Gecy v. Prudential Ins. Co. of Amer.Annotate this Case
273 S.C. 437 (1979)
257 S.E.2d 709
Kathy GECY, Respondent, v. The PRUDENTIAL INSURANCE COMPANY OF AMERICA, Carolyn Rebecca Harper, and H. Lamar Harper, Appellants.
Supreme Court of South Carolina.
July 25, 1979.
*438 *439 Joseph R. Young, of Young, Clement & Rivers, Charleston, for appellants.
John E. Parker, of Murdaugh, Peters, Parker & Eltzroth, Hampton, for respondent.
July 25, 1979.
Respondent Kathy Gecy brought this action against appellants The Prudential Insurance Company of America (Prudential), Carolyn Rebecca Harper, and H. Lamar Harper to rescind a release on the ground of mutual mistake of a material fact. The lower court granted Mrs. Gecy's motion for summary judgment and set aside the release. We reverse.
On July 26, 1975, the automobile in which Mrs. Gecy was riding was struck in the rear by an automobile owned by Mr. Harper and driven by his daughter Carolyn. As a result of the collision Mrs. Gecy sustained personal injuries to her neck and back.
Mrs. Gecy was treated by Dr. H.L. Laffitte of Allendale who told her she had suffered neck and back strain that would clear up with time. Dr. Laffitte referred Mrs. Gecy to Dr. H. Sherman Blalock, an orthopedist, of Augusta, Georgia. Dr. Blalock confirmed Dr. Laffitte's diagnosis and told Mrs. Gecy that she had no permanent injuries and that the pain in her neck and back would eventually go away.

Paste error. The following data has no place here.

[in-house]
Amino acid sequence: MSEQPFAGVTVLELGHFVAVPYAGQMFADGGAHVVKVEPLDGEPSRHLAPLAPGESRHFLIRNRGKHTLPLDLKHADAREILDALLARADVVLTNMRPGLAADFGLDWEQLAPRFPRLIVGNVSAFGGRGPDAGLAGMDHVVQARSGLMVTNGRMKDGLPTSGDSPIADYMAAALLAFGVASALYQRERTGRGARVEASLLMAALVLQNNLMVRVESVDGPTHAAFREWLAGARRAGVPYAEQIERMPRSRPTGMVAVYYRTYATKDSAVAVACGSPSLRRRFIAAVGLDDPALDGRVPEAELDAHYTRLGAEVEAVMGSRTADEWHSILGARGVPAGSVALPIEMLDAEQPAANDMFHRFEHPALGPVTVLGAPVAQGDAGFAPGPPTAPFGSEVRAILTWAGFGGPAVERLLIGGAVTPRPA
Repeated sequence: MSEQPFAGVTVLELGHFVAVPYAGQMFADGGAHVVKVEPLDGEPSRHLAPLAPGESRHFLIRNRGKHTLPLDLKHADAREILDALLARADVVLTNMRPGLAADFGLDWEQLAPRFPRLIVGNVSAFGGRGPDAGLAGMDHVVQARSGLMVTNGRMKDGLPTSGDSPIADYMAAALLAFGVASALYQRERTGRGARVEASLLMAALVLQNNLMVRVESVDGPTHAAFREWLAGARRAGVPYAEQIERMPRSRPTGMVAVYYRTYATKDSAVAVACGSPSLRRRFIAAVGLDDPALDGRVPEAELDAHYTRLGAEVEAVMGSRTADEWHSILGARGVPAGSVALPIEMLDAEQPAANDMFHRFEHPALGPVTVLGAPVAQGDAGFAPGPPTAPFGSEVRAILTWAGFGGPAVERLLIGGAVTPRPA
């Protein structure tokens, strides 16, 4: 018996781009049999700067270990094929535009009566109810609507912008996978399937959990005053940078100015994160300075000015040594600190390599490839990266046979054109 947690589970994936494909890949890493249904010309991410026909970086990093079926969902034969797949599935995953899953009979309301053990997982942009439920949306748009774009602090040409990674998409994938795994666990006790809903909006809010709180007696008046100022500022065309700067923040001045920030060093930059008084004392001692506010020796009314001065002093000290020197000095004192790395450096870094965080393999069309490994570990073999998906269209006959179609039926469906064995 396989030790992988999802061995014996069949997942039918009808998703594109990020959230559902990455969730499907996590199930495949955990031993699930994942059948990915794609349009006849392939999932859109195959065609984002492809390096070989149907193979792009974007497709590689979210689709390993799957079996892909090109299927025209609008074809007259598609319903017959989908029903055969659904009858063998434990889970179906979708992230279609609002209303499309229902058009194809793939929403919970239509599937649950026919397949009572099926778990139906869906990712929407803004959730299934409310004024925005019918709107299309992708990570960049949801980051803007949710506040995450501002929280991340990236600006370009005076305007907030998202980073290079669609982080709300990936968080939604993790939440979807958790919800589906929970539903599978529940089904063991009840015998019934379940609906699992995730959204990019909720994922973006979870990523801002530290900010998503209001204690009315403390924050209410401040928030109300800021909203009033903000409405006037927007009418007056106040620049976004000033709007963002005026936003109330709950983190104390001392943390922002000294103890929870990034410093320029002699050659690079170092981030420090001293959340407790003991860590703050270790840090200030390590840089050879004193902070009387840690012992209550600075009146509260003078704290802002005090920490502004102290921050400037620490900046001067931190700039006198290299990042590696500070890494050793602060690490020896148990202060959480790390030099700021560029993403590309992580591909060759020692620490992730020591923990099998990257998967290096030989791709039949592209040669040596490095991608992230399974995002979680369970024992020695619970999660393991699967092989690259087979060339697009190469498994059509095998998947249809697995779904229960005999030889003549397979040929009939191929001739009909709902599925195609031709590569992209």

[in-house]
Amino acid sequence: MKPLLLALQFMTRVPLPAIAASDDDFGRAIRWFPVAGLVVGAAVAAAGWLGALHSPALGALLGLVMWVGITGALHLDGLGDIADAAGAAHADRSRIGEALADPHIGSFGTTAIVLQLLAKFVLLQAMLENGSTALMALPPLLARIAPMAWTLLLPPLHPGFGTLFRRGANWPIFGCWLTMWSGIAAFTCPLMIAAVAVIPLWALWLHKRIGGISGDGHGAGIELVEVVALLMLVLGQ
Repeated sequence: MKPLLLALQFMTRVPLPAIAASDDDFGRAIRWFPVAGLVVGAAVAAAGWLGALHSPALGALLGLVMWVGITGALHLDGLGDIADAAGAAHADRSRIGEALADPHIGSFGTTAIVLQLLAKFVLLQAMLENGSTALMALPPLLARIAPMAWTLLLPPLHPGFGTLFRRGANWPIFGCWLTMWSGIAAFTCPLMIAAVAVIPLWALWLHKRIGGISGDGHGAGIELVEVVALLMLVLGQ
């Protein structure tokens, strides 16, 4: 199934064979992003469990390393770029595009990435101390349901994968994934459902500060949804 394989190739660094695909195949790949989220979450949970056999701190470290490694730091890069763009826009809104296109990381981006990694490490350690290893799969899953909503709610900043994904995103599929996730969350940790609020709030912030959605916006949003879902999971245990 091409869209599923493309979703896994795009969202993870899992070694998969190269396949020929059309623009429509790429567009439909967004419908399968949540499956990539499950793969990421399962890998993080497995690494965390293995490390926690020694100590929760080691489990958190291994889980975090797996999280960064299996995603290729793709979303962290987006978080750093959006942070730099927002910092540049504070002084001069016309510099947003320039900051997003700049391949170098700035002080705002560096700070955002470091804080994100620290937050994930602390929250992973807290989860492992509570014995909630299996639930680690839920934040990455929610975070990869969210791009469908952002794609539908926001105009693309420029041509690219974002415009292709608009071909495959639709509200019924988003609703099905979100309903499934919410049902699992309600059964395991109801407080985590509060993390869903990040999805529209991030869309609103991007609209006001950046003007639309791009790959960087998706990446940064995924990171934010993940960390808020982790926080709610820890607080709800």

Mrs. Gecy, acting through her attorney Doyet A. Early, III, negotiated a settlement with Prudential, the Harpers' insurer. The settlement was negotiated by letter and by telephone. Prudential did not require an independent medical examination but was furnished with copies of Mrs. Gecy's medical reports. Prudential mailed Mrs. Gecy a release which she and her husband Robert Gecy executed on January 24, 1976. Prudential paid Mr. and Mrs. Gecy twenty-five hundred ($2,500.00) dollars in settlement of their *440 claims against the Harpers. The release reads in part as follows:RELEASE OF ALL CLAIMS
Know all men by these presents, that the Undersigned does hereby acknowledge receipt of two thousand five hundred dollars $2,500.00 which sum is accepted in full compromise settlement of, and as sole consideration for the final release and discharge of all actions, claims and demands whatsoever, that now exist or may hereafter accrue, against Lamar Harper.* * * * *
The Undersigned Agrees, as a further consideration and inducement for this compromise settlement, that it shall apply to unknown and unanticipated injuries and damages resulting from said accident, casualty or event, as well as to those now disclosed.* * * * *
Mrs. Gecy's problems with her neck and back continued after she executed the release and in March 1977 she consulted Dr. Kenneth W. Carrington, a neurosurgeon, of Augusta, Georgia. Dr. Carrington performed a myelogram examination of her spine and diagnosed a ruptured lumbar disc. Dr. Carrington testified that this was a permanent injury that would possibly require surgical treatment.
Mrs. Gecy initiated this action in June 1977 to set the release aside on the ground of mutual mistake of a material fact.
Both parties moved before the lower court for summary judgment under Circuit Court Rule 44. The trial judge granted summary judgment for Mrs. Gecy and this appeal by Prudential and the Harpers followed.
On appeal from an order of the lower court granting or denying a motion for summary judgment, this court will review the evidence and all reasonable inferences therefrom *441 in the light most favorable to the party opposing the motion. Summary judgment should be granted only when it is clear there is no genuine issue as to any material fact and the moving party is entitled to judgment as a matter of law. Hyder v. Jones, 271 S.C. 85, 245 S.E. (2d) 123 (1978).